Ayana Omilade Flewellen, an assistant professor of anthropology, has been named one of 50 people who are changing the world. Her terrestrial and underwater archaeological work uncovering the lives of enslaved people of African descent was honored by the Explorers Club, which was founded in 1904 and encourages exploration of land, sea, air, and space, with an emphasis on the physical and biological sciences.
Flewellen’s research and teaching interests are shaped by Black Feminist Theory, historical archaeology, maritime heritage conservation, public and community-engaged archaeology, and representations of slavery. Her work centers on exploring how people of African descent during the 17th, 18th and 19th centuries fashioned their own identities in a society that viewed them as commodities. She co-directs the Estate Little Princess Archaeology Project, an award-winning collaborative community-engaged archaeological field school for students at Historically Black Colleges and Universities, located on the island of St. Croix in the U.S. Virgin Islands.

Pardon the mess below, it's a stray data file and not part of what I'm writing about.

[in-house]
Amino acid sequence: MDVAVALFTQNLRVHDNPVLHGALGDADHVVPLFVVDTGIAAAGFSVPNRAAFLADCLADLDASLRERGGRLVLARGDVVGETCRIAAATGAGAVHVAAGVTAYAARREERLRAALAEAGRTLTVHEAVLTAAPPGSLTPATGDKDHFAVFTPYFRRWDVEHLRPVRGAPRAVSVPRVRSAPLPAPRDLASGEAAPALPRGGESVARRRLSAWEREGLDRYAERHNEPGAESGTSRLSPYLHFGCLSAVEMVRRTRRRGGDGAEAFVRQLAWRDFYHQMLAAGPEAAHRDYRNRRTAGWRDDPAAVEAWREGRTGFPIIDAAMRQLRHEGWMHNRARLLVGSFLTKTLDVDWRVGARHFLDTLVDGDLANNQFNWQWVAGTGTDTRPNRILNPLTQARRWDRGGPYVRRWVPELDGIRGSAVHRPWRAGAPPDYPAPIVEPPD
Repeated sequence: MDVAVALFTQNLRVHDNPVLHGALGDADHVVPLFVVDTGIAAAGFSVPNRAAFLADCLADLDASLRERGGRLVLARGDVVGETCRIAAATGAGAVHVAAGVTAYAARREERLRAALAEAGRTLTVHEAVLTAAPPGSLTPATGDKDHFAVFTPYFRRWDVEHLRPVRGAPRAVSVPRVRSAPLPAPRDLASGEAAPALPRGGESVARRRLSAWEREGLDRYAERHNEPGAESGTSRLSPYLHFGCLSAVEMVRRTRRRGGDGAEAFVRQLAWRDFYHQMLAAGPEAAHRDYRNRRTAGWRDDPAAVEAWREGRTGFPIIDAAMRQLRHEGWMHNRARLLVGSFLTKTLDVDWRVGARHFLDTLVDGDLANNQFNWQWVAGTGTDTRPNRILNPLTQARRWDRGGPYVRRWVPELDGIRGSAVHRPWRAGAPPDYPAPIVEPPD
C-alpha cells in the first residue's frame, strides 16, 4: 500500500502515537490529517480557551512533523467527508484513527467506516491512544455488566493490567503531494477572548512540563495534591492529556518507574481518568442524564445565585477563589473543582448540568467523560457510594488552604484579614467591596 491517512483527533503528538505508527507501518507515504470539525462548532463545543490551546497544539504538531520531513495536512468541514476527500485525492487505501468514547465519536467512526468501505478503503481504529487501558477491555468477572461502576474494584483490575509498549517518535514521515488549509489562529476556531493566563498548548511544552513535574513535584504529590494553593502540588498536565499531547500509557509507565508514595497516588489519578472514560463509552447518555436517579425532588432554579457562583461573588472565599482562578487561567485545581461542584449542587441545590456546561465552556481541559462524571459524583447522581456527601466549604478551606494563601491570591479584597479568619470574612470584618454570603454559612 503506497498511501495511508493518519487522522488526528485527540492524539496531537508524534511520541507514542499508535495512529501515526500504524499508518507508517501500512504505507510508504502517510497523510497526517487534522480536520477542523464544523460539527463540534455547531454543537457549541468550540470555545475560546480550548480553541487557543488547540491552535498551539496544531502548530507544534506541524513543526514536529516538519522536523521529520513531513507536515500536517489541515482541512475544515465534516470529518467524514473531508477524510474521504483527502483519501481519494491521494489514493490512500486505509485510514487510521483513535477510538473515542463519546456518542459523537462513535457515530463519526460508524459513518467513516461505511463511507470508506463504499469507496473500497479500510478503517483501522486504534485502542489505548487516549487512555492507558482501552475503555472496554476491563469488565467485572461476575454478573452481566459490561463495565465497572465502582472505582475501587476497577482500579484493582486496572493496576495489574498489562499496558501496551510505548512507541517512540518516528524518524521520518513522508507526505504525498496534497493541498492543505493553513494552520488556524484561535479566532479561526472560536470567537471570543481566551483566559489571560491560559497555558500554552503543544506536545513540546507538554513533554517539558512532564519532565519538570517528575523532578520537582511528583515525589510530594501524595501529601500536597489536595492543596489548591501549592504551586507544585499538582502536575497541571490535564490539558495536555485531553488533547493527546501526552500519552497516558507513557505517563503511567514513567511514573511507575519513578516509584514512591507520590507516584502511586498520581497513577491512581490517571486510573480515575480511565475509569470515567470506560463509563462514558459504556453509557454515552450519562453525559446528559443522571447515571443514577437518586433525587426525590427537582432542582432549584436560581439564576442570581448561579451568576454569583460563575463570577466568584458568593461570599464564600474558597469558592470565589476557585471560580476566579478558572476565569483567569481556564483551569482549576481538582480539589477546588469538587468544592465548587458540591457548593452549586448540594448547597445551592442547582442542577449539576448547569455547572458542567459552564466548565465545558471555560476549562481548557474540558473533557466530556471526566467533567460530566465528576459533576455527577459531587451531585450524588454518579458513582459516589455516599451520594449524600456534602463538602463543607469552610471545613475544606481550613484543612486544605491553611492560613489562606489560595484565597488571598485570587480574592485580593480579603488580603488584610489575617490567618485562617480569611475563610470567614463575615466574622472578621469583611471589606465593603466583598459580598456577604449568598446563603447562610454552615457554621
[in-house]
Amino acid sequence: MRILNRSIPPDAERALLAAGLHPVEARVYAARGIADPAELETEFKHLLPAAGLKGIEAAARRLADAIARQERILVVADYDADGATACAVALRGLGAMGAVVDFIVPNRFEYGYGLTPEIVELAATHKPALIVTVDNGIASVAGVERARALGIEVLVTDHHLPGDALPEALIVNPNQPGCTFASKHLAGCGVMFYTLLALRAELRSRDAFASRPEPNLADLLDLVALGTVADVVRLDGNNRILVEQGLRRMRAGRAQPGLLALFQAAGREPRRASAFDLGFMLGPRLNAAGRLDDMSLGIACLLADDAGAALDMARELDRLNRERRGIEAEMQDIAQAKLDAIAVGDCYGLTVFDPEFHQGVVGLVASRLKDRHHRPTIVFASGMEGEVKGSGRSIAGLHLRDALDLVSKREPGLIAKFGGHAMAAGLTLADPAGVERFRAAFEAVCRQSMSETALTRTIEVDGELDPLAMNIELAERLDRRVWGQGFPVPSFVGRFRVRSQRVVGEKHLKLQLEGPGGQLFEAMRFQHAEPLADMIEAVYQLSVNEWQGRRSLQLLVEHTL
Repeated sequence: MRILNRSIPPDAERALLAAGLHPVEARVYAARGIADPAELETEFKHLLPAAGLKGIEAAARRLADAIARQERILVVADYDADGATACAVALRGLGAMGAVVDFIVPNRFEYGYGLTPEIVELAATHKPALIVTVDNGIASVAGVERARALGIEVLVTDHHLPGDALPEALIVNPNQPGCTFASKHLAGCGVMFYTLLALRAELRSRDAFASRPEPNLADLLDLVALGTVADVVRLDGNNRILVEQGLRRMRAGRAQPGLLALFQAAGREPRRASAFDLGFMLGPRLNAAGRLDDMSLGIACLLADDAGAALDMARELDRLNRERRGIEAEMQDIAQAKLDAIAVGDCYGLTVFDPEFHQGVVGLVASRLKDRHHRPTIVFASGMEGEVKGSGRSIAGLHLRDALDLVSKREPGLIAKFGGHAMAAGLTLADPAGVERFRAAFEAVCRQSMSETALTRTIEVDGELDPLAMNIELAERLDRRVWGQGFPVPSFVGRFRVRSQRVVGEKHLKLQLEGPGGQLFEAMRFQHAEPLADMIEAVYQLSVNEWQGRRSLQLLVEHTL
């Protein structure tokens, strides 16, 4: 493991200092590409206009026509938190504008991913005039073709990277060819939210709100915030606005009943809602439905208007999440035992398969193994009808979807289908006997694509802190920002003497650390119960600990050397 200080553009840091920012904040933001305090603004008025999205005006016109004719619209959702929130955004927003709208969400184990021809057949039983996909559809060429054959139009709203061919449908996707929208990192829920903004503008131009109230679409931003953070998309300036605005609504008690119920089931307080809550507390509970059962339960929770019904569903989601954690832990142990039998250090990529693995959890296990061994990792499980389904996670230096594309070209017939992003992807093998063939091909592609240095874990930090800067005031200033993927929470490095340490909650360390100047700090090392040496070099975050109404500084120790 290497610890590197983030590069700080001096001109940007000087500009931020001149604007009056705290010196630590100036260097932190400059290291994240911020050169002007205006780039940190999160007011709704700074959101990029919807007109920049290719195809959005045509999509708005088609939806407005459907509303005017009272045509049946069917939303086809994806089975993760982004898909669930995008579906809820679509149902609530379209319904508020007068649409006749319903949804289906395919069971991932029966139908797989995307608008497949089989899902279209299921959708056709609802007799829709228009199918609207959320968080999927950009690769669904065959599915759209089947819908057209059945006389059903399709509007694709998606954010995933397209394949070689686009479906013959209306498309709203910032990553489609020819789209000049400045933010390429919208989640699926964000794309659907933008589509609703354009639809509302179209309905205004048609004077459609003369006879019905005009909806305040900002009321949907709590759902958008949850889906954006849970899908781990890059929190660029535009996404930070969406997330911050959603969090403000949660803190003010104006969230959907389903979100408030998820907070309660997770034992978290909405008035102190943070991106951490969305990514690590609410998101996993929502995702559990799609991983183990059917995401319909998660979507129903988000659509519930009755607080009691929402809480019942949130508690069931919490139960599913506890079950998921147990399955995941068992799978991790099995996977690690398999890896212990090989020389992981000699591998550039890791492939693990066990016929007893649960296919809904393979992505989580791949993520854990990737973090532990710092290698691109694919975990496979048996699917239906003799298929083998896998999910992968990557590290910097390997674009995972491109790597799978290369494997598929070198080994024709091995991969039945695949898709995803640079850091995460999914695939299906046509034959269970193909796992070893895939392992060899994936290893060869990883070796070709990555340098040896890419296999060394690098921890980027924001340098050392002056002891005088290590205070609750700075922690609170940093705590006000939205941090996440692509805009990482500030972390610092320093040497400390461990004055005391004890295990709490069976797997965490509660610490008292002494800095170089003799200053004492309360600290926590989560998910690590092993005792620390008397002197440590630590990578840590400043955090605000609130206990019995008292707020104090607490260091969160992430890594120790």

Flewellen also co-founded the Society for Black Archaeologists and sits on the board of Diving with a Purpose, an international organization that provides education and training programs, mission leadership, and project support services for submerged heritage preservation and conservation projects worldwide with a focus on the African Diaspora.
Over the years, the Explorers Club has boasted many of the world’s foremost adventurers and scientists as members, such as Robert Peary, Sir Edmund Hillary, Neil Armstrong, and Buzz Aldrin.